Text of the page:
However, I am falling into the reviewer’s trap of reviewing the book I want to read instead of the one the writers wanted to write. The back cover clearly states “… no prior knowledge of art or artists is required”, and inside “The aim of this book isn't to help you make your students aware of art and design issues” (p.10). It could be justifiably argued that if a language teacher wants to teach about art history or theory (and students want to learn about it) he or she can go and find appropriate materials and adapt the activities for the learners. Perhaps the book I am looking for is ‘Art through English', but such a book would probably be too niche.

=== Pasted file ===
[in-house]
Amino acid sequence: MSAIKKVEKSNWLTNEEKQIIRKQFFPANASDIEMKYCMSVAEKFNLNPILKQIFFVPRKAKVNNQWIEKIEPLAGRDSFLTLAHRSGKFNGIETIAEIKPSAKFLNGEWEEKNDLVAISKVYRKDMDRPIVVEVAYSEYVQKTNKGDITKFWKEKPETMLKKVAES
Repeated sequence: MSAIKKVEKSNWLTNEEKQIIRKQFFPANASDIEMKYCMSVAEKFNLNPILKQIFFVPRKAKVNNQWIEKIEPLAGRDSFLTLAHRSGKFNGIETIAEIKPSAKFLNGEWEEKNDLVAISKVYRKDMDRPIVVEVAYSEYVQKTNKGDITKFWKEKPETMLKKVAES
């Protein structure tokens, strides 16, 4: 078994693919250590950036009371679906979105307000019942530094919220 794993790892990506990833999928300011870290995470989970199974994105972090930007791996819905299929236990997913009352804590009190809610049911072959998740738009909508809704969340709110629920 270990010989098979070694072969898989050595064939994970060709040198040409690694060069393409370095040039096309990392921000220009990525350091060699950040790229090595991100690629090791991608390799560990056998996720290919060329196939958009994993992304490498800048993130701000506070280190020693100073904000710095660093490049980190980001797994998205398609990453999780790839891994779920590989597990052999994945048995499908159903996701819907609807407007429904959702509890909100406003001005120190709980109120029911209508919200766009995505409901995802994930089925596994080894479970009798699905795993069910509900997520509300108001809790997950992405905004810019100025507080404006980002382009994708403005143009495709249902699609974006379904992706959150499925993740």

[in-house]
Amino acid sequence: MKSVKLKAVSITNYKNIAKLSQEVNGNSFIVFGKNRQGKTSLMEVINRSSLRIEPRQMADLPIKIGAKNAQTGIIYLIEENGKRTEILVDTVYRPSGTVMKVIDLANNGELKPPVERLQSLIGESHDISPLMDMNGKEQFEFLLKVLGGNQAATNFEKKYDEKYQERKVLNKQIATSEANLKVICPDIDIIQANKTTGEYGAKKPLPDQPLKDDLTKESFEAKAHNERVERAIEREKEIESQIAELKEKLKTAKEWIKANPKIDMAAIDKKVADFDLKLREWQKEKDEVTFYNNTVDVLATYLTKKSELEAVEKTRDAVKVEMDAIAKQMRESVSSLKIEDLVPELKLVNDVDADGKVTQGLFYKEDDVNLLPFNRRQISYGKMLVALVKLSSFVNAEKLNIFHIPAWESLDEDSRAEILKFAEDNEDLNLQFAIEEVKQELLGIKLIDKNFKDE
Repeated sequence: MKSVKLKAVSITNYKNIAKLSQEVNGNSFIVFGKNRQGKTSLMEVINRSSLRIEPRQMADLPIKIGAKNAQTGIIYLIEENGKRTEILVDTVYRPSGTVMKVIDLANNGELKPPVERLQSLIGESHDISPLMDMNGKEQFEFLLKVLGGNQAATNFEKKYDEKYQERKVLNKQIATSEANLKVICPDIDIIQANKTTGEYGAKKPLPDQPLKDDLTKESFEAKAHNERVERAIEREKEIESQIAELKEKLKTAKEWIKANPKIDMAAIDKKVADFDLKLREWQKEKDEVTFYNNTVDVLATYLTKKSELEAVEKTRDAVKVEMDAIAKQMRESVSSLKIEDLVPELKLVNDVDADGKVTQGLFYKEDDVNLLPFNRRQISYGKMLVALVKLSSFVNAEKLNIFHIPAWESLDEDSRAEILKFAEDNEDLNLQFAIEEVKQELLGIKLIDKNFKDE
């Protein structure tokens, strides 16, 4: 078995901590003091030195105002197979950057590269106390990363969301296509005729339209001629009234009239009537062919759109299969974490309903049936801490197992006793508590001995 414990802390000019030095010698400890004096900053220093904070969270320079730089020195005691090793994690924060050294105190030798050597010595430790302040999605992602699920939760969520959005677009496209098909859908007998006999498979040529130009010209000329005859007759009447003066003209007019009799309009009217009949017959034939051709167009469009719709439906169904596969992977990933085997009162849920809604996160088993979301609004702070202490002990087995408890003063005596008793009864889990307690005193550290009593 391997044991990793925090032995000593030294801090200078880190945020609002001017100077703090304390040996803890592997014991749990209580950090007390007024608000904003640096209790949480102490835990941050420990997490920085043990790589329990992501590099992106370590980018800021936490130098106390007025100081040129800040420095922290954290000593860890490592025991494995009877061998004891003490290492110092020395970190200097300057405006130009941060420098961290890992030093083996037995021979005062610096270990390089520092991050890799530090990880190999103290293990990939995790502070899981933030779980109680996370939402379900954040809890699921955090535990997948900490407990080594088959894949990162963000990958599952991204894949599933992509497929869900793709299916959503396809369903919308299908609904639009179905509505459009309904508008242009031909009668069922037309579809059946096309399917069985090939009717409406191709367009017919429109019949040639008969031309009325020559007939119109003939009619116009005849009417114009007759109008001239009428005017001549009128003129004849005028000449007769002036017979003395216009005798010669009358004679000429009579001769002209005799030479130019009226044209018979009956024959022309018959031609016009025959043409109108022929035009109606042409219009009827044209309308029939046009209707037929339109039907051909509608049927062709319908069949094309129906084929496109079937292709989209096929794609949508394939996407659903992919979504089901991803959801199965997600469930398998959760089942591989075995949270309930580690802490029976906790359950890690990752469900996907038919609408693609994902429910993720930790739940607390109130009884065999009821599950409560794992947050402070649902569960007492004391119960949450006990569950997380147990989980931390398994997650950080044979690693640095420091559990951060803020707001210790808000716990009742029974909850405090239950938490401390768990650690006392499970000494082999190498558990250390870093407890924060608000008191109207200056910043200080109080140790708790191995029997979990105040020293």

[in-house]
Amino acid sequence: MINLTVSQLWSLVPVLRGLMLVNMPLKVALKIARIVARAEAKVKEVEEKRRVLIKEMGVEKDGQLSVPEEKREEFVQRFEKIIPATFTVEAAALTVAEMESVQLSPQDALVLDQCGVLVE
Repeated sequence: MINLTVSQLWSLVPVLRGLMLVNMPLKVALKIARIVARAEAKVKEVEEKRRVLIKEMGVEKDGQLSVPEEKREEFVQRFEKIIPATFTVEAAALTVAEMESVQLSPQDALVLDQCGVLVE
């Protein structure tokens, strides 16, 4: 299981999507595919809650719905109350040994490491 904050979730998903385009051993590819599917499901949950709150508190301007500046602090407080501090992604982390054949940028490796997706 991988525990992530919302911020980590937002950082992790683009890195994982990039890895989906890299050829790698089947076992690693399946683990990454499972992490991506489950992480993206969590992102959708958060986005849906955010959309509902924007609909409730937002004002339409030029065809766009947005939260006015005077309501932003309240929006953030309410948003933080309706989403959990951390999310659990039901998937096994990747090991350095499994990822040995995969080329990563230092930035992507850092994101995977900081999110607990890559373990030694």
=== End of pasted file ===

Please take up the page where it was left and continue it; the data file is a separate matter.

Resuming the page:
For all my misgivings, it is becoming harder to come up with a totally new activity in a language classroom in this day and age but the authors present one hundred tasks here, each tweaked freshly enough to be considered new. That in itself is a great achievement. I also suspect that I am in the minority regarding the balance of art and language included. Most students and teachers will find this balance well-judged – enough art to pique the interest, but not enough to intimidate. I'm still looking for materials to teach students about art, but this book will nestle alongside my other activity books on the bookshelf very comfortably, and I sense it won't be too long before it looks as well- thumbed and dog-eared as the others."